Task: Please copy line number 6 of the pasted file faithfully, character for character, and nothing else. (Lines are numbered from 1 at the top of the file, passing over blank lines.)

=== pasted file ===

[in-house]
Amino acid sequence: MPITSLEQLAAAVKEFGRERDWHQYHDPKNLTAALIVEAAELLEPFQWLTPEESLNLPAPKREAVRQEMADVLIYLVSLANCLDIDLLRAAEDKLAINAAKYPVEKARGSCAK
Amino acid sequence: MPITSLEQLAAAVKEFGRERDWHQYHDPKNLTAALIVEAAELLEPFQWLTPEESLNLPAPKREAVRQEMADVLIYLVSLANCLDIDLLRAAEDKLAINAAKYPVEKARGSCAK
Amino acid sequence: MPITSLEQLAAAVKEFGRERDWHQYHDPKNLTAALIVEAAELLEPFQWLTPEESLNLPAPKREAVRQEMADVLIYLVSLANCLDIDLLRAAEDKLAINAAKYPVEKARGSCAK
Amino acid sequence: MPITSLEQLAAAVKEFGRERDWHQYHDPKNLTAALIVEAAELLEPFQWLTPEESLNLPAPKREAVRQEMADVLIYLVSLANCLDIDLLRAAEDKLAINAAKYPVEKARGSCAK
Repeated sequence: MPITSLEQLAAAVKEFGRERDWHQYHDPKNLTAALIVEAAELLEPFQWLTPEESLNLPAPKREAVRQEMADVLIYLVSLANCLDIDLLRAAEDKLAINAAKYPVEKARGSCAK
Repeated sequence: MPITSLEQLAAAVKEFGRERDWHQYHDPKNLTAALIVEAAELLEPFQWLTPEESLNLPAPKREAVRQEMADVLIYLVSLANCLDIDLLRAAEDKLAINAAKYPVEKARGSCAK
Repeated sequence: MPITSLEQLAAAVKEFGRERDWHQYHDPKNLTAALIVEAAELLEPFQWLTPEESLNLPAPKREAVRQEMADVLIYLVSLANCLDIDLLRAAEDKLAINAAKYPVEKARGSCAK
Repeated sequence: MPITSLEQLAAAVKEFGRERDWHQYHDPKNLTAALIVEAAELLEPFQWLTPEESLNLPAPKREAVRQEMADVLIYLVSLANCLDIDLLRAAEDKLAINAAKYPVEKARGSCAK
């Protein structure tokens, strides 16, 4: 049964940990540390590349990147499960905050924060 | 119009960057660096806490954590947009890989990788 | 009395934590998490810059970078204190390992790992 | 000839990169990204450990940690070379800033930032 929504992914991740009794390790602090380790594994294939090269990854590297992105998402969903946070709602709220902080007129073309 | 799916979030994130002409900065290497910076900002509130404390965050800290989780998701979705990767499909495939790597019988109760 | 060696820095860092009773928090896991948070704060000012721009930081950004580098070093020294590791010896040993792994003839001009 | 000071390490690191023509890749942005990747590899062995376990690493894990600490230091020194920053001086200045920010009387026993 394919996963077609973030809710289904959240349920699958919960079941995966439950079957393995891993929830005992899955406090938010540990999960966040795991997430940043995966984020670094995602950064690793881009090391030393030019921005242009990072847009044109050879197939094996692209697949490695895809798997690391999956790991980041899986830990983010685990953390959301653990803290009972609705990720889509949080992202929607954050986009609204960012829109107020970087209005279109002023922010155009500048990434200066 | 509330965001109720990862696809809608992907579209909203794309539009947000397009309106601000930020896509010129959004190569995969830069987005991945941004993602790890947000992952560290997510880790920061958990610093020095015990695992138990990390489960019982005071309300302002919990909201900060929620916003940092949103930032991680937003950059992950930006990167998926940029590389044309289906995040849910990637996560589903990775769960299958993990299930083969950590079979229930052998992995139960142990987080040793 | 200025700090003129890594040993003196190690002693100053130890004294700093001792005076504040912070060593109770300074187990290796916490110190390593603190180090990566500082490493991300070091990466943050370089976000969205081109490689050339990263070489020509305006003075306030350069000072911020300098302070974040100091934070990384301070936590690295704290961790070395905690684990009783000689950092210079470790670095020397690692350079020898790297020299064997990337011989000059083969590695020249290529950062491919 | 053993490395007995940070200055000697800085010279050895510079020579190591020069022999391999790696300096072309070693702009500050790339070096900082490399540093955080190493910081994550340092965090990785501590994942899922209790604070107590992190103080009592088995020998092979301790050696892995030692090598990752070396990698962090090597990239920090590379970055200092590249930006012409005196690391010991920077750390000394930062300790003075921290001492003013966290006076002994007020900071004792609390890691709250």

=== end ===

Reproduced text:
Repeated sequence: MPITSLEQLAAAVKEFGRERDWHQYHDPKNLTAALIVEAAELLEPFQWLTPEESLNLPAPKREAVRQEMADVLIYLVSLANCLDIDLLRAAEDKLAINAAKYPVEKARGSCAK